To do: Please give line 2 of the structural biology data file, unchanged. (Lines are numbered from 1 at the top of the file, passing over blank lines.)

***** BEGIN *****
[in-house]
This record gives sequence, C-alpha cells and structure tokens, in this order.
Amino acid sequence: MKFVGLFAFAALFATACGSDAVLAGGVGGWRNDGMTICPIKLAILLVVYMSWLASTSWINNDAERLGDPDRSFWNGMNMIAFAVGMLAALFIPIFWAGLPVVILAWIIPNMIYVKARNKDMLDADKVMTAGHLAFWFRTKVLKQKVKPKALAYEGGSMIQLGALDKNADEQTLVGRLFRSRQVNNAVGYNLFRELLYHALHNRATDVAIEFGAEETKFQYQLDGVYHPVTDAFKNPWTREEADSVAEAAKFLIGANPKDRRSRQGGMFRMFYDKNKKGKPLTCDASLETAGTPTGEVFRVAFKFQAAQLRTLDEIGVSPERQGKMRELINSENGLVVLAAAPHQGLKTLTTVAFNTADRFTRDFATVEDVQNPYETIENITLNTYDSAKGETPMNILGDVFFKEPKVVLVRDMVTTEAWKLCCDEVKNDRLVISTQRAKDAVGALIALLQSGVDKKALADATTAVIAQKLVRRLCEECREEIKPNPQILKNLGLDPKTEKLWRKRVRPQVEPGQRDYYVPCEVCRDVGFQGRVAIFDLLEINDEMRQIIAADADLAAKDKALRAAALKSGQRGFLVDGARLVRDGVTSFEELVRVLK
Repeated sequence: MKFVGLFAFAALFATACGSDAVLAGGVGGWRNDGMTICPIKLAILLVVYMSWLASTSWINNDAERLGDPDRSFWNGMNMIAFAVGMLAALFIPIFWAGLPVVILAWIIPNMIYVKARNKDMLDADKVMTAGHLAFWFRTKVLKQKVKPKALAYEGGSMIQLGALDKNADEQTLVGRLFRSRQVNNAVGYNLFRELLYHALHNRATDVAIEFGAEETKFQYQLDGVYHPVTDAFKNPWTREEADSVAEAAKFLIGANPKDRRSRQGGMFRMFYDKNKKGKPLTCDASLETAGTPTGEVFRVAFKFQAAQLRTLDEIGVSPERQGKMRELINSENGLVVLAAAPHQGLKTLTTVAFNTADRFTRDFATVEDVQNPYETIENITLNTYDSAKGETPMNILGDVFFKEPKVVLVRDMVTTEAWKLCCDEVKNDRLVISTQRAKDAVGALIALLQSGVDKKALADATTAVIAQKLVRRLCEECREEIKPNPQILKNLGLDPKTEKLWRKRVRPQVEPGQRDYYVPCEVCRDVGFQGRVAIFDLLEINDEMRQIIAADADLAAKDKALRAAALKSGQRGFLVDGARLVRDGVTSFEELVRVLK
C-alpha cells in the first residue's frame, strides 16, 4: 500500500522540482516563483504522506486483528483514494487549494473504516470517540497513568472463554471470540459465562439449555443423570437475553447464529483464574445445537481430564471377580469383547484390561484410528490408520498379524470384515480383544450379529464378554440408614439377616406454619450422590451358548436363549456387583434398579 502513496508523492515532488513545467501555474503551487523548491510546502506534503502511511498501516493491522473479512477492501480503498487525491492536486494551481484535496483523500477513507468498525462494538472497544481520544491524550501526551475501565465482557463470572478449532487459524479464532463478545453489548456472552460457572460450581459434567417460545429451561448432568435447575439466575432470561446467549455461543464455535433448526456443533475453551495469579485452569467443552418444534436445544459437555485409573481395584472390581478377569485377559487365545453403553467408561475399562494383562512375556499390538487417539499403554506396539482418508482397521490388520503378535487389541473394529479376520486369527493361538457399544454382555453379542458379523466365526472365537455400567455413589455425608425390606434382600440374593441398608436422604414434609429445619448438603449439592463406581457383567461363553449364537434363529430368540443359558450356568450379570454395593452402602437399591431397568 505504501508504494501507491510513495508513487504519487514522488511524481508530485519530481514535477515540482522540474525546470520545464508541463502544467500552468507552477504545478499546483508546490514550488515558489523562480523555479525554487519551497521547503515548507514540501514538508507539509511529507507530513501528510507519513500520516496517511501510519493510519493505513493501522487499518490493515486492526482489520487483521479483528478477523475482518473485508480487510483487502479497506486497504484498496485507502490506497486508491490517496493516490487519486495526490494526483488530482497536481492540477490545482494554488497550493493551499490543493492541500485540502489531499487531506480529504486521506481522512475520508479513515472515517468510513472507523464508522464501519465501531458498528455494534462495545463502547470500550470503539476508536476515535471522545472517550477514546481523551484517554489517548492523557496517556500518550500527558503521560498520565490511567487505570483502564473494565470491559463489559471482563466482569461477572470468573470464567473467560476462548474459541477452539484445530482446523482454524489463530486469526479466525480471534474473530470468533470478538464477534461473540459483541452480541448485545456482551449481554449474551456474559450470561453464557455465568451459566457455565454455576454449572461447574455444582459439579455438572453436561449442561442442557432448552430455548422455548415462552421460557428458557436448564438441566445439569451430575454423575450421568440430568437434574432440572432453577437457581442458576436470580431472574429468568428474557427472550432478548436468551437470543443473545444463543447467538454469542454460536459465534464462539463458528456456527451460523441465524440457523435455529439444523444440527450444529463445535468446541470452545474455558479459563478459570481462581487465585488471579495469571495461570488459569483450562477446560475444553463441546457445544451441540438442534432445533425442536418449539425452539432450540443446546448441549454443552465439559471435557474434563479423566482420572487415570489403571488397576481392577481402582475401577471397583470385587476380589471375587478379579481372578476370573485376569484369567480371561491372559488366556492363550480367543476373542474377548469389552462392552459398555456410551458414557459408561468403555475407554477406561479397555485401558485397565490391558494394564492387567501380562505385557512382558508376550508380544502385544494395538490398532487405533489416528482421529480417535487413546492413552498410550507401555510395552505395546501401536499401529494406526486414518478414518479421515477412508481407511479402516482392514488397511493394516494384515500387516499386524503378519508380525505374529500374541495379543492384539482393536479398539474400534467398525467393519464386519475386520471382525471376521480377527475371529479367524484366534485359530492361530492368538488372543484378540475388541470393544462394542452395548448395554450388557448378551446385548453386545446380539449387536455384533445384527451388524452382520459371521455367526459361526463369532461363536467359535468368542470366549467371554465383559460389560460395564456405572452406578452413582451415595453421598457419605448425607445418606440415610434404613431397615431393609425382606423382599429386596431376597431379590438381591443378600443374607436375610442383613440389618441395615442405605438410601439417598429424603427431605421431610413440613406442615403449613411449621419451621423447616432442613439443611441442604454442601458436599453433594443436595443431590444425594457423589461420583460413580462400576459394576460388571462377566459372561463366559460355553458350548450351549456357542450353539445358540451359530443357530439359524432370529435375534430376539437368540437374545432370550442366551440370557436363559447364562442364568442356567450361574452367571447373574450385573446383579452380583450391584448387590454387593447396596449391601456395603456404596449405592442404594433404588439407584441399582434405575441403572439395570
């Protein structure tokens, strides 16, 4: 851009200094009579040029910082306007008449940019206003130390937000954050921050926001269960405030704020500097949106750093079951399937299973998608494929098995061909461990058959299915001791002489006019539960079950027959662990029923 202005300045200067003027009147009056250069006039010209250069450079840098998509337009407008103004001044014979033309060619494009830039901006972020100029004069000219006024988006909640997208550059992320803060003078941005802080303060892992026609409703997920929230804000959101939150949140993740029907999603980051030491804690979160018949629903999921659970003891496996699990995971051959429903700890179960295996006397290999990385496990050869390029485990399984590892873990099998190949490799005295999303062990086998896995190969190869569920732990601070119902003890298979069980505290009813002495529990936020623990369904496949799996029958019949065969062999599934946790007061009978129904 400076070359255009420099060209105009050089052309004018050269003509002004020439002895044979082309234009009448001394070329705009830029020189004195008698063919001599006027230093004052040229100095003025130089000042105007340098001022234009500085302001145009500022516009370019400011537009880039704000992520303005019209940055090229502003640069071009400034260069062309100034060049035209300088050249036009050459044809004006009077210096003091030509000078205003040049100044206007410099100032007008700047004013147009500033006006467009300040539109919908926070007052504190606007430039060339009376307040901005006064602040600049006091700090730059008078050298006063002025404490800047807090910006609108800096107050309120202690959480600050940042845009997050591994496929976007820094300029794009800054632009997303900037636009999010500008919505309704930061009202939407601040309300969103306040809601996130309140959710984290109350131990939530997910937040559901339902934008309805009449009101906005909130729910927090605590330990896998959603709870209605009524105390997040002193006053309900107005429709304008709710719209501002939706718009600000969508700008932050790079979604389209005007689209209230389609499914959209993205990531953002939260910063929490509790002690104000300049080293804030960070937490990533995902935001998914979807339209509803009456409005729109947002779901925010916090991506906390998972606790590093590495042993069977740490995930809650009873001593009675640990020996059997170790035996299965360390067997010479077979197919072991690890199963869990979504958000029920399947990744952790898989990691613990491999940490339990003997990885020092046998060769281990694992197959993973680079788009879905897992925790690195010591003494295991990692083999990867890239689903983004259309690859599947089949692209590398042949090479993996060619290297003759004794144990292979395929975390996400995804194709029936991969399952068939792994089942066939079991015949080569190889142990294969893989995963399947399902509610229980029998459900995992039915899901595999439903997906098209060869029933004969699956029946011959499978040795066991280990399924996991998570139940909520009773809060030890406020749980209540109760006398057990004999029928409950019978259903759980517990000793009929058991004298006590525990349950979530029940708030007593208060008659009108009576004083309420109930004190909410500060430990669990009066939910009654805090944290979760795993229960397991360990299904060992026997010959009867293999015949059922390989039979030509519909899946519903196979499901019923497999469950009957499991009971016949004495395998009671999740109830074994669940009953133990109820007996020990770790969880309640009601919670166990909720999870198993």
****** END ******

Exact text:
This record gives sequence, C-alpha cells and structure tokens, in this order.